Barnard, Edward Emerson
Born Nashville, Tennessee, USA, 16 December 1857
Died Williams Bay, Wisconsin, USA, 7 February 1923
As both a visual and a photographic observer who made a multitude of discoveries that of extended interstellar absorption regions, or dark nebulae, being perhaps the most important, Edward Barnard became one of the greatest astronomers of his time, but his beginnings were extremely humble. He was born into impoverished circumstances just before the American Civil War. After his father, Reuben Barnard, died 3 months before Edward was born, his mother, Elizabeth Jane (neé Haywood) Barnard, who was already 42, raised him and his elder brother Charles (who seems to have been feeble‐minded) by herself. Elizabeth's broad literary interests are attested by the unusual middle name she chose for her second son, that of American writer and philosopher Ralph Waldo Emerson. She taught Edward to read, mainly from the Bible; otherwise Barnard had only 2 months of formal schooling.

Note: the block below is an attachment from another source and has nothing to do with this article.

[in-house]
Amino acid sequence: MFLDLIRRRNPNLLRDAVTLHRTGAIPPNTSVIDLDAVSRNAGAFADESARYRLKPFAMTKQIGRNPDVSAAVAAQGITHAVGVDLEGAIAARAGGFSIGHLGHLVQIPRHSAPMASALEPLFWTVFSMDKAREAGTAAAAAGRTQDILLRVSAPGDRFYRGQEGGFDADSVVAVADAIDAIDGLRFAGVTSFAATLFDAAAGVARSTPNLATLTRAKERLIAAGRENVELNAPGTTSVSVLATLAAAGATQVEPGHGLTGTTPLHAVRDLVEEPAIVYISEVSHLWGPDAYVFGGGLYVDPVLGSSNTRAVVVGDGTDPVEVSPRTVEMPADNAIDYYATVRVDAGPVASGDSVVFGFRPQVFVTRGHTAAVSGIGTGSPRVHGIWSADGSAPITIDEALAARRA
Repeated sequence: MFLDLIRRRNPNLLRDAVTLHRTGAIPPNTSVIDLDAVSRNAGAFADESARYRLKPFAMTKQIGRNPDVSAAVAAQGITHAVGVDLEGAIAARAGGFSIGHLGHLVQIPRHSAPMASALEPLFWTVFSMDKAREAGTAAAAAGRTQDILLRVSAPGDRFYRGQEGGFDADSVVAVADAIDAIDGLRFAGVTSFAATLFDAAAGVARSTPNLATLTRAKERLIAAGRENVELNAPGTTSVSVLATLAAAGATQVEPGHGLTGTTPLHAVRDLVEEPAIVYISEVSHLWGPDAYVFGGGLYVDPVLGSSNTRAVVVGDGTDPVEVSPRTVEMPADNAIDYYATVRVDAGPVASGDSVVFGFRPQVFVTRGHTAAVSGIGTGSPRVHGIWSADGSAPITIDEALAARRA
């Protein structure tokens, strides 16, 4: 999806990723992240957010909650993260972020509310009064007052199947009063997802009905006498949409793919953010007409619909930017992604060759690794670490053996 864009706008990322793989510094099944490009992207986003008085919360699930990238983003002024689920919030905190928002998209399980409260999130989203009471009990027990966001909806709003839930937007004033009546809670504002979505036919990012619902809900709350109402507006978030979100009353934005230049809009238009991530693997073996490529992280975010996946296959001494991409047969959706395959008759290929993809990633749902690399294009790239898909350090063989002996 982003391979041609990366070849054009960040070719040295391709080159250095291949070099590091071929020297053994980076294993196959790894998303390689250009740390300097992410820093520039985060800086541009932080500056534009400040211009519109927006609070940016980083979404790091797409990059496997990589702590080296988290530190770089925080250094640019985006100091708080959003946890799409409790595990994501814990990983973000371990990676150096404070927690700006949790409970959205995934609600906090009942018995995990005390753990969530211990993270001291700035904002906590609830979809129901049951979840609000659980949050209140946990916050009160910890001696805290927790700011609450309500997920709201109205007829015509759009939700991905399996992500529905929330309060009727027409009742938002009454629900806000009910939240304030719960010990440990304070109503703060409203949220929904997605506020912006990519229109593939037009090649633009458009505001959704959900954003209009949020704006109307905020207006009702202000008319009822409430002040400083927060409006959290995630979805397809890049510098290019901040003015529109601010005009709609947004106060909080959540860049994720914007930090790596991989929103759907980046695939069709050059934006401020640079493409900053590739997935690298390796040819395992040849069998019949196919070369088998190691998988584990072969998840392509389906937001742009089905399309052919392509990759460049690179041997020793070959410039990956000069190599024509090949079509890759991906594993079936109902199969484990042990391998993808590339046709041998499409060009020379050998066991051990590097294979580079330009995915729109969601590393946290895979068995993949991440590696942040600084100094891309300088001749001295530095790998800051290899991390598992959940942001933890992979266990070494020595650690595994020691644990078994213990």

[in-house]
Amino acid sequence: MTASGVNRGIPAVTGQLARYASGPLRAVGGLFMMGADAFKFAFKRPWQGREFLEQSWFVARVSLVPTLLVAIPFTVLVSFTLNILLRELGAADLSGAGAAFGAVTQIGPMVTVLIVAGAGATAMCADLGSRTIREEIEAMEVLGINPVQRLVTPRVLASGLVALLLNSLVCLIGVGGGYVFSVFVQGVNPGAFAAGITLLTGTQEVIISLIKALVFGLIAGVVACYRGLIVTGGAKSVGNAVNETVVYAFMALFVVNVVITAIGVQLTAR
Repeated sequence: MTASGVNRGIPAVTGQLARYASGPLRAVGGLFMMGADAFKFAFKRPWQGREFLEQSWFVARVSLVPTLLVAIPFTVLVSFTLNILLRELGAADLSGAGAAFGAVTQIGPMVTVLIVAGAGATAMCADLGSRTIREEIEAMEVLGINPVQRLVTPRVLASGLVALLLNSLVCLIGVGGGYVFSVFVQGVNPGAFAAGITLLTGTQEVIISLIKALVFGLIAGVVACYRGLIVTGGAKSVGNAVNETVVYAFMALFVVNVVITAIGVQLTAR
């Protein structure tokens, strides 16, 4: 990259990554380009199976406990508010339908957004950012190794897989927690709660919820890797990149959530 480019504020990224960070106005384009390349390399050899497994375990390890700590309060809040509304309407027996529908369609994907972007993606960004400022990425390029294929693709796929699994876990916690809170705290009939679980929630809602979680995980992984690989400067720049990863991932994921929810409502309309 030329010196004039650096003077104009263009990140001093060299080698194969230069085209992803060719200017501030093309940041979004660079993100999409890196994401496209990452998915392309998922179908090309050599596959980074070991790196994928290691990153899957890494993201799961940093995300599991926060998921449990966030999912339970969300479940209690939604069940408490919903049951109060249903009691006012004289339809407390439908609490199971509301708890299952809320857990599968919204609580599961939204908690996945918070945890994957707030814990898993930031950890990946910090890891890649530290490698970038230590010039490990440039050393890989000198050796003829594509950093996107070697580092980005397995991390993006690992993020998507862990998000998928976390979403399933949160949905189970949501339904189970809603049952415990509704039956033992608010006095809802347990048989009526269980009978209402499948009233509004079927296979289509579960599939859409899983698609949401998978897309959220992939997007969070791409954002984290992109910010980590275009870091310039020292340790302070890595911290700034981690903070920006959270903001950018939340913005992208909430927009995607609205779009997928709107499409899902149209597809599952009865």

At the tender age...
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- ——— (1927). A Photographic Atlas of Selected Regions of the Milky Way, edited by Edwin B. Frost and Mary R. Calvert. 2 Vols. Washington, DC: Carnegie Institution of Washington.Google Scholar
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- Sheehan, William (1995). The Immortal Fire Within: the Life and Work of Edward Emerson Barnard. Cambridge: Cambridge University Press.Google Scholar